Category Archives for : SAFe Updates

New Essential SAFe 4.5 Guidance Update

New Essential SAFe 4.5 Guidance Update

Essential SAFe SAFe Updates

Howdy Folks, Last month we released SAFe 4.5 and updated three courses from Scaled Agile’s role-based curriculum. Please see the June 2017 edition of the Scaled Agile Insider for more information on that.  We are now busy updating the rest of our courseware, toolkits and professional development and enablement videos. Along those lines, we are pleased to release an updated Essential SAFe guidance article based on the new features of SAFe 4.5. If you’re new.

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SAFe 4.5 Goes Live: Top 5 Reasons to Update

SAFe 4.5 Goes Live: Top 5 Reasons to Update

SAFe Updates

Hi Folks, About 18 months ago, we launched SAFe 4.0, a major upgrade that delivered innovations for Lean software and systems engineering. It represented a major milestone of maturity for the Framework, and has enjoyed widespread popularity, including being named the #1 scaling framework by VersionOne’s State of Agile Report. That tells us we were on the right track. But digital disruption is driving innovation at speeds we’ve never seen before, so while enterprises have.

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Right-Sizing Features for SAFe Program Increments

Right-Sizing Features for SAFe Program Increments

SAFe Updates

Hello Folks: Our friend and ‘mad scientist’ Ian Spence has more than his share of street cred when it comes to working with SAFe. He is the Chief Scientist at Gold Partner Ivar Jacobson International, was one of the first SPCTs in Europe (the highest SAFe certification possible), and has worked with Dean Leffingwell for over 15 years. His deep knowledge of Agile and his vast experience leading large-scale transformations have given him a exceptionally.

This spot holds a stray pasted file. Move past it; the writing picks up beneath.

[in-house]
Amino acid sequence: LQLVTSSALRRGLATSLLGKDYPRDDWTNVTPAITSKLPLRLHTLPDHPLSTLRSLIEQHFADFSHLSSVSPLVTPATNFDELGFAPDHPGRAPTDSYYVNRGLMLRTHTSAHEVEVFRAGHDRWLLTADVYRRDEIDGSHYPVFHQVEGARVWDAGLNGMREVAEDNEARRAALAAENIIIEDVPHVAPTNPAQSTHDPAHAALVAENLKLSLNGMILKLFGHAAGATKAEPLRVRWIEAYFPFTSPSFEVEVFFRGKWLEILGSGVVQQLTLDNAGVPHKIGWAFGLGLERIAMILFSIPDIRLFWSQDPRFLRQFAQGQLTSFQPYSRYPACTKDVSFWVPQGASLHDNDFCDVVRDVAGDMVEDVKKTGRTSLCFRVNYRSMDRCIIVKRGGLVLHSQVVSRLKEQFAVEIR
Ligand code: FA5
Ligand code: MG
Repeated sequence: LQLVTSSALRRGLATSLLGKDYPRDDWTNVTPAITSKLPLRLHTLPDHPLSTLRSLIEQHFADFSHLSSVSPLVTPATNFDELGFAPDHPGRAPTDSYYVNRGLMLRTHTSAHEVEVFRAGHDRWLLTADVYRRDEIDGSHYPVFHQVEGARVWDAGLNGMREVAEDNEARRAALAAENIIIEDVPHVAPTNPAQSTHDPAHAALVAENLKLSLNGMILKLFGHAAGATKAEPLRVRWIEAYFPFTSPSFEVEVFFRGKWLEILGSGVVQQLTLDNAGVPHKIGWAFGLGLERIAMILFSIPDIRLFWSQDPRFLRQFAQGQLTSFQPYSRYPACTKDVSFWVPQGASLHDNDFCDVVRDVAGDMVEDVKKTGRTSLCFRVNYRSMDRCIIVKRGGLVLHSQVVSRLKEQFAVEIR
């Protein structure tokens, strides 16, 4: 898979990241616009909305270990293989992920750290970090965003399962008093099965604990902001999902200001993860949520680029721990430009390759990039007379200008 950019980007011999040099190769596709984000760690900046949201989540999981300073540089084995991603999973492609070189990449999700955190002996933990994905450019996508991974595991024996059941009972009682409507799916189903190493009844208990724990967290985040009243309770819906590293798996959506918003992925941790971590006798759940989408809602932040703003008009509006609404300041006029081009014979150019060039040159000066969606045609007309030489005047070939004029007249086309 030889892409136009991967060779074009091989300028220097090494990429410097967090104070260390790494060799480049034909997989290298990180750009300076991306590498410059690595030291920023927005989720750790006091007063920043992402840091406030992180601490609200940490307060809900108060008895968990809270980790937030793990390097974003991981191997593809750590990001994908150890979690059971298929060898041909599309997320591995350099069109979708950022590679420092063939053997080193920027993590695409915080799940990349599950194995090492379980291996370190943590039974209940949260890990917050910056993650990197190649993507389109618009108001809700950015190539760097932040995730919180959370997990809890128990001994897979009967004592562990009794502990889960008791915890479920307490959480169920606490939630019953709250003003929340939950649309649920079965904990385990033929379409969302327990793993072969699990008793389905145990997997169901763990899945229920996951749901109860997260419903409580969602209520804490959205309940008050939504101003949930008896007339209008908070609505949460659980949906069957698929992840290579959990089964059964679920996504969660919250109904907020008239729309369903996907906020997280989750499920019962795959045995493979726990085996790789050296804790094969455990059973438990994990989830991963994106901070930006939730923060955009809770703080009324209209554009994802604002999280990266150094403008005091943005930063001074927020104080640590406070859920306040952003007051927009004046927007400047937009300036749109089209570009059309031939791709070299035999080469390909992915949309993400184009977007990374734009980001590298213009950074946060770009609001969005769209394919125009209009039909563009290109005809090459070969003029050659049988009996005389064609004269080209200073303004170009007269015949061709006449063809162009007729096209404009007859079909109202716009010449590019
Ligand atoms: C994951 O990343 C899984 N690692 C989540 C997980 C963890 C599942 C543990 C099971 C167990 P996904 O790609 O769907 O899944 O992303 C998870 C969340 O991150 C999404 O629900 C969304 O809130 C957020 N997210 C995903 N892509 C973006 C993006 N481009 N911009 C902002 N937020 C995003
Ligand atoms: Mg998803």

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SAFe for smaller development organizations?

SAFe for smaller development organizations?

SAFe Updates

Hi Folks: Anyone reading this is likely aware that SAFe was developed to address the challenges of ‘people building some of the world’s most important systems.’ And while ‘important’ isn’t the same as big, I think most would agree that most of the world’s most important systems are indeed, big. Big systems are harder to build, more complex (and more fun). Addressing this challenge often requires hundreds, and even thousands of practitioners. SAFe was designed.

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SAFe® 4.0 Release Train Engineer course now available!

SAFe® 4.0 Release Train Engineer course now available!

Community News SAFe Updates

The concept of the Agile Release Train (ART)  originated a decade ago, and the role for the Release Train Engineer (RTE) became evident in version 1.0 of the Framework. As ARTs have grown their ability to continuously deliver value, the RTE has evolved into a critical role as servant leader and coach for the program, and the value streams they support. Being an effective RTE requires an exceptional range of skills, and is a career.

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SAFe 4.0 Distilled: A Practical Guide for Implementing the World’s Leading Framework for Enterprise Agility

SAFe 4.0 Distilled: A Practical Guide for Implementing the World’s Leading Framework for Enterprise Agility